Monthly Archives: August 2013

What I saw in York – in one day!

9th June 2013

Micklegate Bar, York

Micklegate Bar, York

York is one of those places with their defensive walls around the city still intact, actually more so than lots of others I’ve seen. There’s a set of stairs not far from the B&B so I headed along the top to the town centre. I came across the Micklegate Bar Museum on the way and stopped in for a quick look – £4 I think off my York Pass total. I’m a shocker for not reading things if I’m not really interested, but I did read it was used for a long time to hold prisoner for their last 24 hours before execution and they were then executed nearby – I’m guessing one of those “speak to the dead” people would get a lot of custom around there. Anyhow, they had lots of costumes that you could dress up in and take photos of yourself looking like a half-baked idiot if you wanted to – I thought about doing it decided that wasn’t really up my alley, so just took a few pics and left again.

St Mary's Abbey ruins, York

St Mary’s Abbey ruins, York

York has a wheel, like the London Eye, I didn’t try it out, but it made for some cool photos! Next stop was the Yorkshire Museum, masses of Roman history again, extremely well done, and quite a bit for the natural history buffs, even a skeleton of the poor old dodo bird. The museum is set in the city’s Botanical Gardens with the ruins of a Roman fort dating from about 107AD, St Leonard’s Hospital from about 1200 AD and St Mary’s Abbey built around 1080 all sharing the space. It’s quite a gorgeous place and true to form hundreds of people were out having picnics, walking or just plain old sitting watching the world go by, I just loved the whole place.

At York Minster

At York Minster

Well, the York Minster (cathedral) is right up there on everyone’s list of places you HAVE to see in York – not surprisingly, given my earlier track record, it didn’t rate that highly on my scale. Maybe if the big wall of stained glass windows wasn’t covered for renovation I would have been more impressed but great big ornate cathedrals just don’t do if for me, I think it might have more to do with the religious thing than the buildings themselves. I mean, anyone would agree, it is a work of art, but I tend to always come back to that theme of – what for, why, couldn’t the money be better spent? What I have found now though, is that I like reading the memorial stones, some of them give little bits of stories, they’d have fascinating history behind them if you only knew.

So, having got that one out of the way early I was then able to pick and choose which of the vast number of places my pass would get me into to visit – apparently the York Pass is loaded with well over £100 worth of entry fees – I hadn’t even started to put a dent in it yet.

The blue room (of course) of Treasurer's House, York

The blue room (of course) of Treasurer’s House, York

Not far from the cathedral I found the Treasurer’s House. Way back in the 1500’s it was the treasurer of York Minster’s house, hence the name. It’s a strange sort of place, there are Roman ruins in the basement, which is now a cute little café. The rest of the house has been kept how it was when Frank Green gave it to the National Trust in 1930. He had bought it in 1897 when it was in a sorry state and renovated it to suit his own little vision. From what I could gather he didn’t really live in the flash parts, they were more just for entertaining or for visitors – maybe eccentric would describe him best. Anyhow, it was interesting and the walled garden a great place to sit and have coffee and cake.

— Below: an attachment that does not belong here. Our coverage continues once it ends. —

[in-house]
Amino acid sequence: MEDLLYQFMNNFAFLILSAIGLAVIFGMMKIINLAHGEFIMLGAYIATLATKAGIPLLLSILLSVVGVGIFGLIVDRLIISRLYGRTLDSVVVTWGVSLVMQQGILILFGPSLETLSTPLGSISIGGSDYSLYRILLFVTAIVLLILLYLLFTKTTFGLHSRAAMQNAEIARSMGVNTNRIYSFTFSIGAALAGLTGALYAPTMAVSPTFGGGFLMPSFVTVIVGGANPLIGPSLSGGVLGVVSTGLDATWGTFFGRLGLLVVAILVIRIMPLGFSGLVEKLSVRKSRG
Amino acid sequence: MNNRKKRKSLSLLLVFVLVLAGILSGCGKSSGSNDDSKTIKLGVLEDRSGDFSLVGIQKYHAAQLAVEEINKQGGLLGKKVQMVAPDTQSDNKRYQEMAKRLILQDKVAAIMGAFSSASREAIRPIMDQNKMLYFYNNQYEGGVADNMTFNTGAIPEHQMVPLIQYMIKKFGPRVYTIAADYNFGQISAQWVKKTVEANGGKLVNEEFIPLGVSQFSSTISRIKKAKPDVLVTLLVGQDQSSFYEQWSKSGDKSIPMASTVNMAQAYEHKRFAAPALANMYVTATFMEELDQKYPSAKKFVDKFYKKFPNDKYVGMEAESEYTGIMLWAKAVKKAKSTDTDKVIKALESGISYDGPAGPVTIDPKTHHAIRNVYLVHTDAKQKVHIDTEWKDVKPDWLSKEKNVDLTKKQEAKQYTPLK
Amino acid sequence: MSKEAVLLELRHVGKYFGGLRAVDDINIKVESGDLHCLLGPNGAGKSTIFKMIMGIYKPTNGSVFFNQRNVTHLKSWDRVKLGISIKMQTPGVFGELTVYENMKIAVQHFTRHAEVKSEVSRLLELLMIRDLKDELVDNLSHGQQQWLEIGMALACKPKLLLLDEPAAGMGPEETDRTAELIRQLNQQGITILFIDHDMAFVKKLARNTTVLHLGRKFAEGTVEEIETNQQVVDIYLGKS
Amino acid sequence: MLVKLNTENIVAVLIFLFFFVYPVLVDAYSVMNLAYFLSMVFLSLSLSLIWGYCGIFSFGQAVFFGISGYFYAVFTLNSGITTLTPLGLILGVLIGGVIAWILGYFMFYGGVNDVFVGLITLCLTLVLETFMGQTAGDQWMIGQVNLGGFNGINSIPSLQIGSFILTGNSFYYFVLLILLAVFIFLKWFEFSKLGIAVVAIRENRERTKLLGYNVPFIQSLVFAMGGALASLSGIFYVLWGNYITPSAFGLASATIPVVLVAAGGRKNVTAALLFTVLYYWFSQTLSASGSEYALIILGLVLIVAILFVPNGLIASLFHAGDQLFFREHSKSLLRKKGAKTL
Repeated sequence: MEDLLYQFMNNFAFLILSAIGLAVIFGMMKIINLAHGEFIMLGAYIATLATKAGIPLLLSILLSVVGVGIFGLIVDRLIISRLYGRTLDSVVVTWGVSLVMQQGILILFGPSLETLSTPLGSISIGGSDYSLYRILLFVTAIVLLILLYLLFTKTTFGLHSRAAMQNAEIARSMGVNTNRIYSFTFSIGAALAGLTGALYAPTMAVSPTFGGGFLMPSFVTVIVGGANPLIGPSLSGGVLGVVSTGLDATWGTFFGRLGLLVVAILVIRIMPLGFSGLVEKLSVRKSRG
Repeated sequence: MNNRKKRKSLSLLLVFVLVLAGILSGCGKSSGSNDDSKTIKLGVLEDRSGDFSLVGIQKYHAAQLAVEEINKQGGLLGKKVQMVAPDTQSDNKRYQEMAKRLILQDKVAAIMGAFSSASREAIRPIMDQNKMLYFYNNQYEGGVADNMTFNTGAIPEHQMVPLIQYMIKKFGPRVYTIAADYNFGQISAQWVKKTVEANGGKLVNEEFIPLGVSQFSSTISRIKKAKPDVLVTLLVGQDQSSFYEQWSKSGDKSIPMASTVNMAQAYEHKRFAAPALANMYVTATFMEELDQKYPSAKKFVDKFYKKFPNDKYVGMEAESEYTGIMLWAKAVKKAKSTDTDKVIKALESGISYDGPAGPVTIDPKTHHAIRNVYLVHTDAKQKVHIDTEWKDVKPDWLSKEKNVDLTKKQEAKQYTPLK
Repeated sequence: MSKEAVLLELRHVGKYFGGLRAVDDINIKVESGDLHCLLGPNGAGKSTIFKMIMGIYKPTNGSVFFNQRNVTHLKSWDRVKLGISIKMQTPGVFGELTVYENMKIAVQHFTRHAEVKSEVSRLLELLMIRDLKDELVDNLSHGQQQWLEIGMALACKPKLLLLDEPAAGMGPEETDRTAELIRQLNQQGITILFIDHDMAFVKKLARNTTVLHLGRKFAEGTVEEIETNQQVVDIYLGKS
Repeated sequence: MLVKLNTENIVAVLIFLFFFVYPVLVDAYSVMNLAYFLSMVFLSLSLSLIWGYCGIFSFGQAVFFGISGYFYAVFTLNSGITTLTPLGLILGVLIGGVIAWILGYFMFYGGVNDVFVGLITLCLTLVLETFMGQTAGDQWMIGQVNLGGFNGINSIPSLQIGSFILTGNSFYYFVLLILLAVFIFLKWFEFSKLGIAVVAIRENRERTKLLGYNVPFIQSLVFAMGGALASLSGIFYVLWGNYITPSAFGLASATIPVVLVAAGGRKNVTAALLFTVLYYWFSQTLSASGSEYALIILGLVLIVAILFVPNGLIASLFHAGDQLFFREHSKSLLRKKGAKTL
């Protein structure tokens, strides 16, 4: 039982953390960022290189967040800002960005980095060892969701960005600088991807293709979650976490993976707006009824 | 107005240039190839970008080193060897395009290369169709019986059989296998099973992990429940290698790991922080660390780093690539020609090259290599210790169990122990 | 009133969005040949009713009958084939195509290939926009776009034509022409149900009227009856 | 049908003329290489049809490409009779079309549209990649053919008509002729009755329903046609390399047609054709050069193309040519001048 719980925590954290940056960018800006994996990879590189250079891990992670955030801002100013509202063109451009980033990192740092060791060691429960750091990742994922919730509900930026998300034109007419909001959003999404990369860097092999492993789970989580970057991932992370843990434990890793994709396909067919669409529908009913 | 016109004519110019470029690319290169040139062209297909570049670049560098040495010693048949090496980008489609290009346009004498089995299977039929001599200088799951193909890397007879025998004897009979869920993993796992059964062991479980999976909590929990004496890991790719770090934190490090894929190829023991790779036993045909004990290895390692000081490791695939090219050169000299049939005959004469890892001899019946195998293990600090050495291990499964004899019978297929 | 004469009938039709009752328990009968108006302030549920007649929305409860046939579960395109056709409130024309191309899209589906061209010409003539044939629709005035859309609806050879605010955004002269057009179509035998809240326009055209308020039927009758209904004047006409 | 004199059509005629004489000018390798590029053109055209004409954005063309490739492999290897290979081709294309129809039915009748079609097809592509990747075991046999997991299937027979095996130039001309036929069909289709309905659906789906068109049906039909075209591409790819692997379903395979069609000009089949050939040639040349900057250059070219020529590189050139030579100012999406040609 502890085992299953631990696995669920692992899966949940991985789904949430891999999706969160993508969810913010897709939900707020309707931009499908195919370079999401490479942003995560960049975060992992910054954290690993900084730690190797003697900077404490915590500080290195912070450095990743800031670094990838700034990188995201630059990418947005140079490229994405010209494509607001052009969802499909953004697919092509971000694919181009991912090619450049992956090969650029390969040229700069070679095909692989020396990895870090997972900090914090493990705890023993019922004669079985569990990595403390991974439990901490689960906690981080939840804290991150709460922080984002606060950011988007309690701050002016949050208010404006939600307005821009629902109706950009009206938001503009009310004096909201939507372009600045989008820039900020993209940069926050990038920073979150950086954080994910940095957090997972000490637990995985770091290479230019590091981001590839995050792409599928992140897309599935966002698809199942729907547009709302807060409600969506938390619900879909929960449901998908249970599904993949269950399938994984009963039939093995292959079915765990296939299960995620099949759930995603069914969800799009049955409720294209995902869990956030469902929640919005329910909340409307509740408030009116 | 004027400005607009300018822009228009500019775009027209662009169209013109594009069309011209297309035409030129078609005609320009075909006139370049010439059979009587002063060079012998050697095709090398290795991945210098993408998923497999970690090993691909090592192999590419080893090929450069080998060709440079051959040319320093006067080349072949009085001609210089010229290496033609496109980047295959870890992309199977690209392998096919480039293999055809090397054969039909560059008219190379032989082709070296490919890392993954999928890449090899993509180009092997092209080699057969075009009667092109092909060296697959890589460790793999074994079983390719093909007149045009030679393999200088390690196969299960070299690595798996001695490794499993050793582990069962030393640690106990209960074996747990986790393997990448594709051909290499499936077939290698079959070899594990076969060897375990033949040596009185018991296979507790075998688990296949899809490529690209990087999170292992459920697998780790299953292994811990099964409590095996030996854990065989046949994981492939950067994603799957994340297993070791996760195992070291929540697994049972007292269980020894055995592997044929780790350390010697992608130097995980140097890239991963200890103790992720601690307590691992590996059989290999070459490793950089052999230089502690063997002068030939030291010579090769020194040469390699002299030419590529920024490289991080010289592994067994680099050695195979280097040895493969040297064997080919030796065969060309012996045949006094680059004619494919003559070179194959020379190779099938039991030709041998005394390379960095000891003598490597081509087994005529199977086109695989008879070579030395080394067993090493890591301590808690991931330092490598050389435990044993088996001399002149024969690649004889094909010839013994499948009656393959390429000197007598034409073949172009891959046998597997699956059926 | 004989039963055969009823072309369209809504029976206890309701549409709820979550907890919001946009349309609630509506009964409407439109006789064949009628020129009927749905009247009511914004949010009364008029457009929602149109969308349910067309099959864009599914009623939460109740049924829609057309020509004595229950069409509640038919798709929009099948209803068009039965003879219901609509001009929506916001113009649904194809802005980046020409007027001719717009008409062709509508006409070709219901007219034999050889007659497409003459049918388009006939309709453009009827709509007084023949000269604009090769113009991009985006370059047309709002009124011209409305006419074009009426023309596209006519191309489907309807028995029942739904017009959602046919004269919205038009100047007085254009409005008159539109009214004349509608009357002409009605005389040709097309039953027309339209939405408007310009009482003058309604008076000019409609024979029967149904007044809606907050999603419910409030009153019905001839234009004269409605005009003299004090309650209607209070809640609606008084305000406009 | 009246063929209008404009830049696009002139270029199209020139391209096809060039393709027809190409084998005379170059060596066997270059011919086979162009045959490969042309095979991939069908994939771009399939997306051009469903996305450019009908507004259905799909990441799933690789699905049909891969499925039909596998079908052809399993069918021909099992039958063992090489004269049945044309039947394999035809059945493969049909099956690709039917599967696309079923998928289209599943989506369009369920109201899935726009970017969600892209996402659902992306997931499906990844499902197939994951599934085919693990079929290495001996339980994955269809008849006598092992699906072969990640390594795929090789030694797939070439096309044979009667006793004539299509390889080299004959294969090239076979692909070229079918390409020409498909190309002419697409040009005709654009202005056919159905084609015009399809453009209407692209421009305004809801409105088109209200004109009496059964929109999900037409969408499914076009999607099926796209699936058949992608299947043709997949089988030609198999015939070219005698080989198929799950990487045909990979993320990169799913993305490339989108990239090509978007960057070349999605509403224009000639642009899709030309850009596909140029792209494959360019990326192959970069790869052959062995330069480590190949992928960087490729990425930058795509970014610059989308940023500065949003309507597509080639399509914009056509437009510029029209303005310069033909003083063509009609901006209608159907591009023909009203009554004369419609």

I hardly believe how much I saw in one day, but there’s more – Barley Hall, in amongst the little old alleyways with old timber clad buildings hanging over the streets all crooked and cute. Barley Hall was only discovered to be of medieval origins, probably early 1500’s, in the 1980’s – amazing that it has survived all that time isn’t it? It was another quite short visit because there’s not really that much to see, but they have ingeniously geared it towards children, with dress up clothes and games.

Pimm's central!!

Pimm’s central!!

Wow, what a day, I had a simply marvellous day, although I reckon sometimes I must look like one of those clowns in the side-shows, with my mouth open, head constantly going from one side to the other. I felt the walk home needed to be broken in two, my feet were badly in need of a rest, so a stop at the café on the bridge for a Pimms or two and some people watching sounded like a plan!

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I didn’t see the Grand Old Duke of York, just the town.

8th June 2013

The colours are amazing on good days

The colours are amazing on good days

I had a taste of first class train travel today, and I liked it very much. Nice and quiet and roomy, complementary drinks and food, and for some reason, when I booked it, the first class ticket was only £8 more than economy – what’s not to like? I guess the fact it was only a two and a half hour trip was why it didn’t cost much extra for first class, but, wow it was nice for a change.

Cool buildings in York

Cool buildings in York

I also wussed out and got a cab from the station when I arrived, but then went for a few hours wander around the town, so I didn’t feel quite so guilty then. I’m not sure if this is a fitting description, but, to me, York seems a very English city. It’s a university town so that could explain it, but it just seems very tidy and correct and how I expected English cities to be. The people at the B&B were lovely and the town feels the same.

Mind you, it’s a bit like Edinburgh, in that you have to pay to visit most of the interesting places. I bought a 3 day York Pass straight away but will start using it one morning so I get a full three days use. The river banks were full to overflowing this afternoon, it was a beautiful sunny day and they were out making the most of it. I probably take good weather much more for granted than most residents of the UK!

 

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Art in Edinburgh–galleries and t-shirts

6th June 2013

Taking the sun in Edinburgh

Taking the sun in Edinburgh

The centre of Edinburgh really is a lovely place on a nice day, I can imagine it would be awfully cold in winter, especially if the wind was howling up through the middle. The gardens run through the centre of the city, sort of dividing the Old and New Town – I played ladies and had a coffee and cake there this morning while watching the world go by before heading to the Art Gallery.

While I was at the Art Gallery I overheard one of the staff explaining to someone the free shuttle bus between there and their GOMA site.  I’d actually been wondering how to get there, so another problem solved. There was a wonderful thee man band busking outside the gallery while I waited for the shuttle, so even waiting time was put to good use today.